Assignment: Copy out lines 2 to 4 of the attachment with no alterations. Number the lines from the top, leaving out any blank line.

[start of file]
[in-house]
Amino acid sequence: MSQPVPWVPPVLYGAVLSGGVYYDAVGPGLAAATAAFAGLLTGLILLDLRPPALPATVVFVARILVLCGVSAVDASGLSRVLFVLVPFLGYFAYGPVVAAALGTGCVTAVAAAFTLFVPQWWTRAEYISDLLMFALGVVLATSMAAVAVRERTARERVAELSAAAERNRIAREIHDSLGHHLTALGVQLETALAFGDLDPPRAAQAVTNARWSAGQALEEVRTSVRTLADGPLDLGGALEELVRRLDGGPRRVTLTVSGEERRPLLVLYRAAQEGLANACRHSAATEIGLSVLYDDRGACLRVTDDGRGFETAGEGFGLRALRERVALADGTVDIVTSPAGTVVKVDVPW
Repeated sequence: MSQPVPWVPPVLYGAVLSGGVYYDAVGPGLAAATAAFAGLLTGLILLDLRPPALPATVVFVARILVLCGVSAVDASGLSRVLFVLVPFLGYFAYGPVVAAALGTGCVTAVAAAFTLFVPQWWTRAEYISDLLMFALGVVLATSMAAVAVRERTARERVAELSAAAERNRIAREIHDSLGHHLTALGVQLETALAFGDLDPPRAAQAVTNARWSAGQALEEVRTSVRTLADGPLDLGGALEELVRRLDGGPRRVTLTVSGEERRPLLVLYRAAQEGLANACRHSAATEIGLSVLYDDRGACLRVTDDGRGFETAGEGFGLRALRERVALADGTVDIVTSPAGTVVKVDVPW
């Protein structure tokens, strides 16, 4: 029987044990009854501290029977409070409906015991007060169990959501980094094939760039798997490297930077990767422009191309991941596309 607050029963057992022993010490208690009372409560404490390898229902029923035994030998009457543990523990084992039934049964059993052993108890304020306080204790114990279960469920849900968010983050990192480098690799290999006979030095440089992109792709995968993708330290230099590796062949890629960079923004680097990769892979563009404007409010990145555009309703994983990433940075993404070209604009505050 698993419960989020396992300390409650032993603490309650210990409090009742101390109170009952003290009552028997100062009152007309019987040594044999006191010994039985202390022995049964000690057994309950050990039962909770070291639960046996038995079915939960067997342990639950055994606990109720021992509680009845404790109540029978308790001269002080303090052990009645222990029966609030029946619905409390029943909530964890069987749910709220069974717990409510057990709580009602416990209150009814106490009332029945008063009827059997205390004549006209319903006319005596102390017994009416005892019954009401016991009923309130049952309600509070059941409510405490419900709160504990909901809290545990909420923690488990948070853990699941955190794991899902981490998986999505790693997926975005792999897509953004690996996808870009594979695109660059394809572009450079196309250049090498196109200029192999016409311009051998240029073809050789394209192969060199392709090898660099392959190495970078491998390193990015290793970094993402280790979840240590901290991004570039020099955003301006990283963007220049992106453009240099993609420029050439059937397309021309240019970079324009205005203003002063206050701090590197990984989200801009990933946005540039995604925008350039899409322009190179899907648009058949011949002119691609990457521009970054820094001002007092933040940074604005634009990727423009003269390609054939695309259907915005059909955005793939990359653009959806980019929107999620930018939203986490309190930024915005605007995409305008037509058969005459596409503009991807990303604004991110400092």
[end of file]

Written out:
Amino acid sequence: MSQPVPWVPPVLYGAVLSGGVYYDAVGPGLAAATAAFAGLLTGLILLDLRPPALPATVVFVARILVLCGVSAVDASGLSRVLFVLVPFLGYFAYGPVVAAALGTGCVTAVAAAFTLFVPQWWTRAEYISDLLMFALGVVLATSMAAVAVRERTARERVAELSAAAERNRIAREIHDSLGHHLTALGVQLETALAFGDLDPPRAAQAVTNARWSAGQALEEVRTSVRTLADGPLDLGGALEELVRRLDGGPRRVTLTVSGEERRPLLVLYRAAQEGLANACRHSAATEIGLSVLYDDRGACLRVTDDGRGFETAGEGFGLRALRERVALADGTVDIVTSPAGTVVKVDVPW
Repeated sequence: MSQPVPWVPPVLYGAVLSGGVYYDAVGPGLAAATAAFAGLLTGLILLDLRPPALPATVVFVARILVLCGVSAVDASGLSRVLFVLVPFLGYFAYGPVVAAALGTGCVTAVAAAFTLFVPQWWTRAEYISDLLMFALGVVLATSMAAVAVRERTARERVAELSAAAERNRIAREIHDSLGHHLTALGVQLETALAFGDLDPPRAAQAVTNARWSAGQALEEVRTSVRTLADGPLDLGGALEELVRRLDGGPRRVTLTVSGEERRPLLVLYRAAQEGLANACRHSAATEIGLSVLYDDRGACLRVTDDGRGFETAGEGFGLRALRERVALADGTVDIVTSPAGTVVKVDVPW
């Protein structure tokens, strides 16, 4: 029987044990009854501290029977409070409906015991007060169990959501980094094939760039798997490297930077990767422009191309991941596309 607050029963057992022993010490208690009372409560404490390898229902029923035994030998009457543990523990084992039934049964059993052993108890304020306080204790114990279960469920849900968010983050990192480098690799290999006979030095440089992109792709995968993708330290230099590796062949890629960079923004680097990769892979563009404007409010990145555009309703994983990433940075993404070209604009505050 698993419960989020396992300390409650032993603490309650210990409090009742101390109170009952003290009552028997100062009152007309019987040594044999006191010994039985202390022995049964000690057994309950050990039962909770070291639960046996038995079915939960067997342990639950055994606990109720021992509680009845404790109540029978308790001269002080303090052990009645222990029966609030029946619905409390029943909530964890069987749910709220069974717990409510057990709580009602416990209150009814106490009332029945008063009827059997205390004549006209319903006319005596102390017994009416005892019954009401016991009923309130049952309600509070059941409510405490419900709160504990909901809290545990909420923690488990948070853990699941955190794991899902981490998986999505790693997926975005792999897509953004690996996808870009594979695109660059394809572009450079196309250049090498196109200029192999016409311009051998240029073809050789394209192969060199392709090898660099392959190495970078491998390193990015290793970094993402280790979840240590901290991004570039020099955003301006990283963007220049992106453009240099993609420029050439059937397309021309240019970079324009205005203003002063206050701090590197990984989200801009990933946005540039995604925008350039899409322009190179899907648009058949011949002119691609990457521009970054820094001002007092933040940074604005634009990727423009003269390609054939695309259907915005059909955005793939990359653009959806980019929107999620930018939203986490309190930024915005605007995409305008037509058969005459596409503009991807990303604004991110400092």